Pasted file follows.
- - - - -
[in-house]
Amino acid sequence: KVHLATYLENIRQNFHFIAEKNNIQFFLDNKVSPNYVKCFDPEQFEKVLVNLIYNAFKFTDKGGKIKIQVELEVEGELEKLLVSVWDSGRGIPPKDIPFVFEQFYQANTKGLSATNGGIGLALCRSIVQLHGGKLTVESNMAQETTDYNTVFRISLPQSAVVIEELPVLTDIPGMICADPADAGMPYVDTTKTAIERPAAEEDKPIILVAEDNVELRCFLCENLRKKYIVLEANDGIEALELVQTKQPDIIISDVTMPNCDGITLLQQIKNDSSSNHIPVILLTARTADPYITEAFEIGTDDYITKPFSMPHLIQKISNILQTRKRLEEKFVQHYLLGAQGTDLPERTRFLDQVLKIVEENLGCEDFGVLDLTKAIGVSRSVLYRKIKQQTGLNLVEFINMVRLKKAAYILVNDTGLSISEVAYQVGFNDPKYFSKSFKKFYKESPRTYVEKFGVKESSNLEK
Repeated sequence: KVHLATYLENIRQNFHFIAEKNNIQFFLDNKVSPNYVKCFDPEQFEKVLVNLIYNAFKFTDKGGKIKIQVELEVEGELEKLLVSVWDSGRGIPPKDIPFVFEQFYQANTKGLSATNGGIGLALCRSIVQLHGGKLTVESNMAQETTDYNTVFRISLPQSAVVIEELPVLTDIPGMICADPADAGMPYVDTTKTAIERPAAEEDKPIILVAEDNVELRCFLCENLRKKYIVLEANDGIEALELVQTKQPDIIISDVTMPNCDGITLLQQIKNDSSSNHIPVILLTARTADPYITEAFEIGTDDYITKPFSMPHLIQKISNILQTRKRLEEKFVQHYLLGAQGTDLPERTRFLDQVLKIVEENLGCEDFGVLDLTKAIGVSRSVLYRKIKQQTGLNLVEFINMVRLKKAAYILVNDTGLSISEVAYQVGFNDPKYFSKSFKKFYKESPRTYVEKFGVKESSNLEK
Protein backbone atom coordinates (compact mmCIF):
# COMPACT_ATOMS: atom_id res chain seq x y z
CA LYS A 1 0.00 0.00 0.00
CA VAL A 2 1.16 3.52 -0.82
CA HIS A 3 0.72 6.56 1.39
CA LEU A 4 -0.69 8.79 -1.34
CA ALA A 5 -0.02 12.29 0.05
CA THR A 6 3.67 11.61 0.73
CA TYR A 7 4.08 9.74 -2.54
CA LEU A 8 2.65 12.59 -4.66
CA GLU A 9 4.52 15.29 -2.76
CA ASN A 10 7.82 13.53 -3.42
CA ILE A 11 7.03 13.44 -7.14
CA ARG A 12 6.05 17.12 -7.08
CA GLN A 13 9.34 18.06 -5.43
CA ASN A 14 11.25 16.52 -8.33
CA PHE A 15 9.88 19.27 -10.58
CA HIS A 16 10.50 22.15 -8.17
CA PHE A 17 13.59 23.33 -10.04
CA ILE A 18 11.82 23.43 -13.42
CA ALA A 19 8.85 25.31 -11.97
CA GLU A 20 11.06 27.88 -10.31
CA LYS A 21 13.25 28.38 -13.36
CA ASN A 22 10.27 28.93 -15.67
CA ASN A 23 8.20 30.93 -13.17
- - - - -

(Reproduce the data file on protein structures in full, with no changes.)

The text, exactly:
[in-house]
Amino acid sequence: KVHLATYLENIRQNFHFIAEKNNIQFFLDNKVSPNYVKCFDPEQFEKVLVNLIYNAFKFTDKGGKIKIQVELEVEGELEKLLVSVWDSGRGIPPKDIPFVFEQFYQANTKGLSATNGGIGLALCRSIVQLHGGKLTVESNMAQETTDYNTVFRISLPQSAVVIEELPVLTDIPGMICADPADAGMPYVDTTKTAIERPAAEEDKPIILVAEDNVELRCFLCENLRKKYIVLEANDGIEALELVQTKQPDIIISDVTMPNCDGITLLQQIKNDSSSNHIPVILLTARTADPYITEAFEIGTDDYITKPFSMPHLIQKISNILQTRKRLEEKFVQHYLLGAQGTDLPERTRFLDQVLKIVEENLGCEDFGVLDLTKAIGVSRSVLYRKIKQQTGLNLVEFINMVRLKKAAYILVNDTGLSISEVAYQVGFNDPKYFSKSFKKFYKESPRTYVEKFGVKESSNLEK
Repeated sequence: KVHLATYLENIRQNFHFIAEKNNIQFFLDNKVSPNYVKCFDPEQFEKVLVNLIYNAFKFTDKGGKIKIQVELEVEGELEKLLVSVWDSGRGIPPKDIPFVFEQFYQANTKGLSATNGGIGLALCRSIVQLHGGKLTVESNMAQETTDYNTVFRISLPQSAVVIEELPVLTDIPGMICADPADAGMPYVDTTKTAIERPAAEEDKPIILVAEDNVELRCFLCENLRKKYIVLEANDGIEALELVQTKQPDIIISDVTMPNCDGITLLQQIKNDSSSNHIPVILLTARTADPYITEAFEIGTDDYITKPFSMPHLIQKISNILQTRKRLEEKFVQHYLLGAQGTDLPERTRFLDQVLKIVEENLGCEDFGVLDLTKAIGVSRSVLYRKIKQQTGLNLVEFINMVRLKKAAYILVNDTGLSISEVAYQVGFNDPKYFSKSFKKFYKESPRTYVEKFGVKESSNLEK
Protein backbone atom coordinates (compact mmCIF):
# COMPACT_ATOMS: atom_id res chain seq x y z
CA LYS A 1 0.00 0.00 0.00
CA VAL A 2 1.16 3.52 -0.82
CA HIS A 3 0.72 6.56 1.39
CA LEU A 4 -0.69 8.79 -1.34
CA ALA A 5 -0.02 12.29 0.05
CA THR A 6 3.67 11.61 0.73
CA TYR A 7 4.08 9.74 -2.54
CA LEU A 8 2.65 12.59 -4.66
CA GLU A 9 4.52 15.29 -2.76
CA ASN A 10 7.82 13.53 -3.42
CA ILE A 11 7.03 13.44 -7.14
CA ARG A 12 6.05 17.12 -7.08
CA GLN A 13 9.34 18.06 -5.43
CA ASN A 14 11.25 16.52 -8.33
CA PHE A 15 9.88 19.27 -10.58
CA HIS A 16 10.50 22.15 -8.17
CA PHE A 17 13.59 23.33 -10.04
CA ILE A 18 11.82 23.43 -13.42
CA ALA A 19 8.85 25.31 -11.97
CA GLU A 20 11.06 27.88 -10.31
CA LYS A 21 13.25 28.38 -13.36
CA ASN A 22 10.27 28.93 -15.67
CA ASN A 23 8.20 30.93 -13.17